Review: Crawl

I found myself with a little extra time last night so I decided to kill a couple hours by going to see Crawl. The trailers looked kinda silly but at the same time the effects looked kinda cool, so my thinking was “why not give the big dumb alligator movie a chance?” And honestly, I’m pretty glad that I did. My hopes were not high for this movie, given other past movies I was comparing it to in my head: Anaconda, Tremors, Deep Blue Sea, Lake Placid, etc. You know, big dumb horror monster movies where most of the people get ate and eventually they find a way to blow up the monster in the end? (Spoiler warning, if you haven’t seen any of those movies that is how they all end…sorry). Thankfully, Crawl was so far and above those cheesy summertime blockbusters. I can’t believe I’m saying this but this is a summer movie that I’m recommending you go see in theatres if you like horror monster movies. And if you’re not a big fan, it’s still a really good movie for it’s genre to watch later.
One of the best aspects of this film is that it kept itself very contained. Director Alexandre Aja (The Hills Have Eyes, Piranha 3D) didn’t feel the need to explain a giant backstory for why the alligators (yup, there’s more than just the one in the trailer!) were there or go into loads of family/friendship drama or even really focus on anyone other than the two main characters, daughter Hayley (Kaya Scodelario, Extremely Wicked, Shockingly Evil and Vile) and her dad Dave (Barry Pepper, Saving Private Ryan, The Green Mile). The movie kept to it’s core the entire time: A daughter and her dad find themselves trapped in a house surrounded by alligators during a massive hurricane. The benefit in not having to survive a jungle or an underwater research lab (like those previous films) is that the thought of being trapped in your childhood home surround by a threat is a much more realistic scenario you can more easily relate to. And that brings the terror. They play the horror elements quite well in this movie. The gators are big, but not unthinkably big. There are a few jump scares but they didn’t go over the top, and they knew when to hold back at a time when you would expect another one, which I love way more than when they actually occur. Some random characters get eaten, and even better is that several are “bad people” where you will find yourself almost rooting for the alligator to get them! Chomp.
The two main characters played their environment very well for the most part. They didn’t make some big speech while standing next to open water in the floor (looking at you Samuel L. Jackson) or hide from a Graboid (Tremors’ monster) by sitting on a tire…..*stifling a laugh*. Sure, they got pretty chomped up themselves throughout the movie (it is a horror film after all), but they made decisions quickly, moved around wisely, and only made risky, daring efforts for important things: cell phone, boat, radio, flares, dog(?). They were very calm and collected for the majority of the time, and it helps us relate to the characters more and cheer for their survival because like Darwin said, “smart people should survive” (direct quote, btw). The two actors also played their roles well. There were a couple cheesy dad moments, but for the most part they acted as if you hope you would in their situation and they didn’t go over the top with fake screams and noises. They obviously knew what movie they were in and didn’t take things too seriously, but maybe just enough for it to really work.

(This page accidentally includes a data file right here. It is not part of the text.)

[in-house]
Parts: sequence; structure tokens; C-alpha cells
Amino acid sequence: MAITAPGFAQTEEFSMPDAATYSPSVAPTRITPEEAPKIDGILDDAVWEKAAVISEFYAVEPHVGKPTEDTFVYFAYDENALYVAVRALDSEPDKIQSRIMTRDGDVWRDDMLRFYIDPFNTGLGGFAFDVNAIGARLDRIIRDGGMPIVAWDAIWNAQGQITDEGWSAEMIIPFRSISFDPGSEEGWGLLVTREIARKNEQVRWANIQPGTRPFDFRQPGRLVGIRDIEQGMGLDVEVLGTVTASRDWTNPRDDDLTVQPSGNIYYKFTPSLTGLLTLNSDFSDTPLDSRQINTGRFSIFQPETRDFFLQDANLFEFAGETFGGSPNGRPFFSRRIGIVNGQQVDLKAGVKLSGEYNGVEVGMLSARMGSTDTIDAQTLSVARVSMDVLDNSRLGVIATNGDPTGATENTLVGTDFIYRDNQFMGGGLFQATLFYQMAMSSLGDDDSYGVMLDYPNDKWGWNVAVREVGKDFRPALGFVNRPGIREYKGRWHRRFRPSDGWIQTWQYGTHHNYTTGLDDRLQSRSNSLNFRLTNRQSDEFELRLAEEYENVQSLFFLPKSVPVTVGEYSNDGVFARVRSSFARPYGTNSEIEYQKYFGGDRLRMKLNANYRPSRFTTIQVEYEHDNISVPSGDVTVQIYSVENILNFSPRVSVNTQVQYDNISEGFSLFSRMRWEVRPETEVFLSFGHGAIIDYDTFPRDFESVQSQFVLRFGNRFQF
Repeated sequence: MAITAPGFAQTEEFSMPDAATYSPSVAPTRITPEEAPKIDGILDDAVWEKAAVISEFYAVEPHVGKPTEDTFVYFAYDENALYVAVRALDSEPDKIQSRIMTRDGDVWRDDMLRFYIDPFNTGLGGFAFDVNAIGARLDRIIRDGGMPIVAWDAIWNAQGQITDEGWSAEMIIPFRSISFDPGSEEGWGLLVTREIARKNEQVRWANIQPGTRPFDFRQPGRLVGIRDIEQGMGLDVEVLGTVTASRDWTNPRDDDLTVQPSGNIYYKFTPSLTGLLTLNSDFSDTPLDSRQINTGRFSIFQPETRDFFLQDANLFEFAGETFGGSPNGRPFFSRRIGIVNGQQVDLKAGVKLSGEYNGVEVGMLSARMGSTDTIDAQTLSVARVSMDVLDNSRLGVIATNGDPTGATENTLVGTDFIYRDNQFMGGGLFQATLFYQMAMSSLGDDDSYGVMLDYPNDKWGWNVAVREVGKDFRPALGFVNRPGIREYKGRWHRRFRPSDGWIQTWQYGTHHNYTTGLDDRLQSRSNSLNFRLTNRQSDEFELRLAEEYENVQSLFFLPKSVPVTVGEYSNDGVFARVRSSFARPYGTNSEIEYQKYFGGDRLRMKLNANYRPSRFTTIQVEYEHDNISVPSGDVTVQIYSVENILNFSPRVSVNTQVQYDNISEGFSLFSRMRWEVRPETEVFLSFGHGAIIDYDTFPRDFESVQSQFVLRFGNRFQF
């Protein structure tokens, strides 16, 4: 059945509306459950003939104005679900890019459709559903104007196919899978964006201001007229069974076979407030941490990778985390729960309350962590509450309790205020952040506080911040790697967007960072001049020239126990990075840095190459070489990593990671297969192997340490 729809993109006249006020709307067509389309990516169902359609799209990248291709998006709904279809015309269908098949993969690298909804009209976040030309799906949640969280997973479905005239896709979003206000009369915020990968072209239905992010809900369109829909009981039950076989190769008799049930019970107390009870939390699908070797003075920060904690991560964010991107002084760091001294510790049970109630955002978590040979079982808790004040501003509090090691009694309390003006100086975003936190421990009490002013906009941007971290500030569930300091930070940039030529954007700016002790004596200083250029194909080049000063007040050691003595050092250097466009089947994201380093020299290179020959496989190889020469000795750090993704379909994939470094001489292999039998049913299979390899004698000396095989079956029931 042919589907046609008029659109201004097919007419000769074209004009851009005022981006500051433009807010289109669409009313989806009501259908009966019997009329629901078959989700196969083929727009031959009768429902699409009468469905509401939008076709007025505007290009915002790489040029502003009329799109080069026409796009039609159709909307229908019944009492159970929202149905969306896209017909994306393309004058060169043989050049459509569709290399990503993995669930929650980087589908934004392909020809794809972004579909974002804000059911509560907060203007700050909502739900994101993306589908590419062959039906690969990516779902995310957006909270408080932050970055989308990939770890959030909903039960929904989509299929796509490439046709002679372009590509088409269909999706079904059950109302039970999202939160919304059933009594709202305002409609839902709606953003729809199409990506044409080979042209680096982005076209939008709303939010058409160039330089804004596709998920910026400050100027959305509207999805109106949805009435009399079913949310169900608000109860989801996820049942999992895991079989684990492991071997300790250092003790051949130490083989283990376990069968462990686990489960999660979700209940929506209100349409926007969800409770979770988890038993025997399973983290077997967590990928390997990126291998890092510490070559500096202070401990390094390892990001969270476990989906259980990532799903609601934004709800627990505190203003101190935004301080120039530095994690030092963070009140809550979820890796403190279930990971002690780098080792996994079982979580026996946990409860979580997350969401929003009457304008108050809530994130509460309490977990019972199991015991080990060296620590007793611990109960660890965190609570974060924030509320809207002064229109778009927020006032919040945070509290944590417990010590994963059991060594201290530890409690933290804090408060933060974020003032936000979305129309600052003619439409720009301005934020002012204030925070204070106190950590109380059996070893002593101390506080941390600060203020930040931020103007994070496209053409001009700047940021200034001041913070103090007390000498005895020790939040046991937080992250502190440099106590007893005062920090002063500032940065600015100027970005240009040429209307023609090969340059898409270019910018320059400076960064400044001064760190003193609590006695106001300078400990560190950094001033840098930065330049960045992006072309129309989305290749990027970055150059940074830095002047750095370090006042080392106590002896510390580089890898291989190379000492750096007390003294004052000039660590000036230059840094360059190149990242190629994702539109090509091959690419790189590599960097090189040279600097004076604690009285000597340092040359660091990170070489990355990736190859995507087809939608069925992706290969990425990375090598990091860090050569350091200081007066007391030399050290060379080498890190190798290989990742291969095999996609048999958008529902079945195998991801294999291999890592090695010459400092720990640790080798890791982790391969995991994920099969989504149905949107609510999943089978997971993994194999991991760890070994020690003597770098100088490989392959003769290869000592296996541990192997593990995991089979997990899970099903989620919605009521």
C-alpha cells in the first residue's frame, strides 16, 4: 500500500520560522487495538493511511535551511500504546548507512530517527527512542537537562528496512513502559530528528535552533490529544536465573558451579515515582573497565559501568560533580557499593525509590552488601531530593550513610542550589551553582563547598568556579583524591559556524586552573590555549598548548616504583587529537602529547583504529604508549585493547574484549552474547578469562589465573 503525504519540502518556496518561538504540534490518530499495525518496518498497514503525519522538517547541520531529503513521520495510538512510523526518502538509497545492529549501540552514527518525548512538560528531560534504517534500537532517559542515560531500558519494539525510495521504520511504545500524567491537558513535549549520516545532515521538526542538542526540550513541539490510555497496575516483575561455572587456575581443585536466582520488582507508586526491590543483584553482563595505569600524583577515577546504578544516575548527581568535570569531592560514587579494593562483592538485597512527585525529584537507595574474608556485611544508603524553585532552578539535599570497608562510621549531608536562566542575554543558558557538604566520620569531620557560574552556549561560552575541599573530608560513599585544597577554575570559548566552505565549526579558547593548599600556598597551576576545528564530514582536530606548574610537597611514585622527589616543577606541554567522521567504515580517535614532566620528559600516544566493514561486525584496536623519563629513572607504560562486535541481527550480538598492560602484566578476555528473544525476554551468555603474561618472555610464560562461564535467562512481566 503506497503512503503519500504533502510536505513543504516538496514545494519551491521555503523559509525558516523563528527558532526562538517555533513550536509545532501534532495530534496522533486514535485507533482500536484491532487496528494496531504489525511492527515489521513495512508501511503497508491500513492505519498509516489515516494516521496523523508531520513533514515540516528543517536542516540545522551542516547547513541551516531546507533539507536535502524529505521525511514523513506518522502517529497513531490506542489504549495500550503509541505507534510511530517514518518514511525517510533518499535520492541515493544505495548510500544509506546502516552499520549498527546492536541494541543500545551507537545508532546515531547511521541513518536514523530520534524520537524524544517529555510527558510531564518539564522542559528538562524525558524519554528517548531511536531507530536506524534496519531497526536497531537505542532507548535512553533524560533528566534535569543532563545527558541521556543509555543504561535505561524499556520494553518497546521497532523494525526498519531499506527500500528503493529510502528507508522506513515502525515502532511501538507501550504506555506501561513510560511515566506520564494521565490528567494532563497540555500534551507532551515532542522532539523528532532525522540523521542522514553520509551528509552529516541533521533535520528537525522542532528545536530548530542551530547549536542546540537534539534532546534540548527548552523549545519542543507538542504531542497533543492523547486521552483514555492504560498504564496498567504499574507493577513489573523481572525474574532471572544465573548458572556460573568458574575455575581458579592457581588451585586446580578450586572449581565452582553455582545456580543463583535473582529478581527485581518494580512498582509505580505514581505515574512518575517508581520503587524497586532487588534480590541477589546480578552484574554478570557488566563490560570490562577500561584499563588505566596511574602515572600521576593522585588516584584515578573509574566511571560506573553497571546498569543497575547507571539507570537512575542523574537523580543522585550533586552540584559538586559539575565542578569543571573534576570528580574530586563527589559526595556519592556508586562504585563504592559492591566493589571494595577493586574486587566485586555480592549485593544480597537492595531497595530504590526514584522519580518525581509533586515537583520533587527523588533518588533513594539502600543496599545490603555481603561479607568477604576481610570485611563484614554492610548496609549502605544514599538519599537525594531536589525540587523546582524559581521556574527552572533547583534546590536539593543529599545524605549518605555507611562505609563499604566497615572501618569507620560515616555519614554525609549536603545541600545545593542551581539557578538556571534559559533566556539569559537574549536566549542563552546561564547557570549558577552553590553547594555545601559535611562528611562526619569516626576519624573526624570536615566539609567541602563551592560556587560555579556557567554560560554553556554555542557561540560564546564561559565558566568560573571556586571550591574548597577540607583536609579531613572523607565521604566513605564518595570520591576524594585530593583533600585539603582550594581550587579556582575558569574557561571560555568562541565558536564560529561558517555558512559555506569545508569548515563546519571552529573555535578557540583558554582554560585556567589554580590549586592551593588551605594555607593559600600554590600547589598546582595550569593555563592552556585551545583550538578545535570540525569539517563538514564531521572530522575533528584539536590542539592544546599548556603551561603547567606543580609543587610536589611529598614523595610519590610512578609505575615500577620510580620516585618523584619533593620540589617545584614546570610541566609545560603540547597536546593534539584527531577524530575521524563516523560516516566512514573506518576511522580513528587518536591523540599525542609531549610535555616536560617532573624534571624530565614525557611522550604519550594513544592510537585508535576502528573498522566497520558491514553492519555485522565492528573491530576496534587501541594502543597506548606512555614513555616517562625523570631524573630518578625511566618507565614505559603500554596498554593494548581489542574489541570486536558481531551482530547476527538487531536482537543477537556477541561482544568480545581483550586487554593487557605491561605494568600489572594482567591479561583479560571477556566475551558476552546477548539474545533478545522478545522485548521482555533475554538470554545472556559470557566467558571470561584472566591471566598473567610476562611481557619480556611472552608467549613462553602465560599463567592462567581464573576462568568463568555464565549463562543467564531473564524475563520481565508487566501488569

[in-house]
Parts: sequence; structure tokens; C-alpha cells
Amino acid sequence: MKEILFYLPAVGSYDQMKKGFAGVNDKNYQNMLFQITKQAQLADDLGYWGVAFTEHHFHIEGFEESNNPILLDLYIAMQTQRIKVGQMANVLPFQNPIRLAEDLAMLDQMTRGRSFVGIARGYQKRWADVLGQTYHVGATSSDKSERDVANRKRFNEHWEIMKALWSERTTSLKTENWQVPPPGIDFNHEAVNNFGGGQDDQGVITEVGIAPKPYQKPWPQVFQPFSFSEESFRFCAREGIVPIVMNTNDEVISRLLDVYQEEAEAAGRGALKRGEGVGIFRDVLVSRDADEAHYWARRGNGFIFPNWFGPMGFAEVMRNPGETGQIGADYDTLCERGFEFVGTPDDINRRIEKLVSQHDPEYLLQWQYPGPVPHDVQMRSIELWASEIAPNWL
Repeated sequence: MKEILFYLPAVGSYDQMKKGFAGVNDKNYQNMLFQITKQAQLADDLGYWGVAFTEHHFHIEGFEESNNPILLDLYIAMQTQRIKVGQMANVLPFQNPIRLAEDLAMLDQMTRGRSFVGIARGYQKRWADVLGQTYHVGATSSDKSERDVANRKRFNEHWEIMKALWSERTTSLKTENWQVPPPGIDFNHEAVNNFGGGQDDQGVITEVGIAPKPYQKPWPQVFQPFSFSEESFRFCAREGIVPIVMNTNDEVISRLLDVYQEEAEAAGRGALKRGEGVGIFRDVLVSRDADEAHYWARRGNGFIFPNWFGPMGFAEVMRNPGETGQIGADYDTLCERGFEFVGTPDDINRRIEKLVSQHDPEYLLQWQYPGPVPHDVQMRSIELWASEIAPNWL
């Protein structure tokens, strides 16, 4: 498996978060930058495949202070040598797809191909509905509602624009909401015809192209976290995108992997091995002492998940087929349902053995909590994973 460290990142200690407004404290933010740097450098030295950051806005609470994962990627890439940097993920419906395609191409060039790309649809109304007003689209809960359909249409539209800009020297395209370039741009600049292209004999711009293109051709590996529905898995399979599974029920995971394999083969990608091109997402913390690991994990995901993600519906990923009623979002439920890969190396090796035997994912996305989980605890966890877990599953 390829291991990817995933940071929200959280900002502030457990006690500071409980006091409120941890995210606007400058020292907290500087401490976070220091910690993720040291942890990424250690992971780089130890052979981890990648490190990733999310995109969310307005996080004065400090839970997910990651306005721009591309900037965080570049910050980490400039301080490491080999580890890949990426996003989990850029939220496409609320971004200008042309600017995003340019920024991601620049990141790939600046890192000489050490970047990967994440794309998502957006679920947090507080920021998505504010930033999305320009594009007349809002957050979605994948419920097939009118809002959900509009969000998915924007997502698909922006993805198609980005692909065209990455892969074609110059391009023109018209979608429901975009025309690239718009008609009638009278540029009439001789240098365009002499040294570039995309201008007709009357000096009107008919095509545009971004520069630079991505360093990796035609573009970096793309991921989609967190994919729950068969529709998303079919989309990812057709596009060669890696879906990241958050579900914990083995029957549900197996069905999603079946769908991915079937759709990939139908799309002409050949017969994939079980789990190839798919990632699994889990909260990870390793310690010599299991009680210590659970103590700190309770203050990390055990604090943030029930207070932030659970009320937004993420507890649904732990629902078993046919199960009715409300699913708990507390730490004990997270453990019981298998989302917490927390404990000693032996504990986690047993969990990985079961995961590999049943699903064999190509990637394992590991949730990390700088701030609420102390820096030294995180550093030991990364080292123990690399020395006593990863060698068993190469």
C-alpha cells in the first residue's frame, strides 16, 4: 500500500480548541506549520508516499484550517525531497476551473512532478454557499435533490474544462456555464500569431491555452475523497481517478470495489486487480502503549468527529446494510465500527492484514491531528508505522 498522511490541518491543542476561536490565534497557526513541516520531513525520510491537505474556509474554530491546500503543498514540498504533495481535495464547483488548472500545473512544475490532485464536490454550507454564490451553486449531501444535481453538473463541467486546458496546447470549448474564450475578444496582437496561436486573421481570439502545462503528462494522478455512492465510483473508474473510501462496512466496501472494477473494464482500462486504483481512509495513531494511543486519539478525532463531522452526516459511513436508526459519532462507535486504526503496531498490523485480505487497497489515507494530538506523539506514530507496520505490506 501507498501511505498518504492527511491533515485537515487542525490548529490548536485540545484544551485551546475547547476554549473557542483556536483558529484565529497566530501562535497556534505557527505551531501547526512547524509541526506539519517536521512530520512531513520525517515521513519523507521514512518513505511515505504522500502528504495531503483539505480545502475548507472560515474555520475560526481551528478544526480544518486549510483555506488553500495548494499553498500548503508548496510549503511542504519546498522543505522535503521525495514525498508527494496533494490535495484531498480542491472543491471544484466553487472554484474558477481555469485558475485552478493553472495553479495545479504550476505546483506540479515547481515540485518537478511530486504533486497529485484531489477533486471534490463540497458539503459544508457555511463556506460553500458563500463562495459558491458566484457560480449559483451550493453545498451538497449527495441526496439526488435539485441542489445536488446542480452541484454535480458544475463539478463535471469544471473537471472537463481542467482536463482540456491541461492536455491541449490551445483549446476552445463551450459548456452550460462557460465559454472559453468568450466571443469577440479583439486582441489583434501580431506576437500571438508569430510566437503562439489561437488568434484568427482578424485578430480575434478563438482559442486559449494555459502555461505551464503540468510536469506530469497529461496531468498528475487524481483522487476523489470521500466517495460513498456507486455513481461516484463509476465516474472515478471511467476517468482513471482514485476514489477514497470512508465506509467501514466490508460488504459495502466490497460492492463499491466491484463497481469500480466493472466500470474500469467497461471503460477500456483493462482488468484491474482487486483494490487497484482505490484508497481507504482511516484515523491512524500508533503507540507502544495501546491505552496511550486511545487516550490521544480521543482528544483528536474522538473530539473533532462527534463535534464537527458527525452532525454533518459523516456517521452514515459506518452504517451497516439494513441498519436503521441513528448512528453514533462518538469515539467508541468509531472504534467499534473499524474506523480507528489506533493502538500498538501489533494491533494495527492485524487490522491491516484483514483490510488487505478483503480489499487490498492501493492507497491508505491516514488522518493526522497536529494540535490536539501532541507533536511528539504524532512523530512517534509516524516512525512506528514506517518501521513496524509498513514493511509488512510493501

There are a few things you have to be willing to overlook in this movie. 1) The daughter is a college swimmer. Has a scholarship and everything, been swimming since she was little. And she’s pretty good. But people can’t out-swim an alligator. It’s just not gonna happen, not even for Michael Phelps. Even he gonna get chomped. 2) If an alligator bites onto you and drags you around for a bit, it’s not going to leave just a few bleeding tooth marks. They have one of the most powerful bites ever recorded in the animal kingdom. They’re taking a souvenir. 3) It’s my understanding that although they rely mostly on movement to track their prey, while an alligator’s sense of smell isn’t as sophisticated as a shark, they can also smell blood within a reasonable distance. There are a few times where this is blatantly ignored in the movie, and I think they could have addressed it at least once. However, they did do a great job showcasing the movement and the ways that alligators kill their prey (trying to drown them or by barrel-rolling in the water). 4) Infection. Some characters might survive this movie nightmare, but they’re gonna need some serious medical attention for more than just bite wounds because that water is nasty.
All things considered, this movie was very fun. It played as a horror movie and stuck to it’s guns the entire time, including knowing when to call it quits (run time is only 89 minutes). The CGI for the alligators is incredibly lifelike and the storm looks very real as well. In addition, they did some underwater shots as if you were looking from the gator’s point of view and it was really good camerawork. The feel of the film was frightening but also good vs. evil in a way, and if you want to know who the true apex predator is, get to your nearest theatre and see Crawl for yourself. Thanks for reading, cheers!

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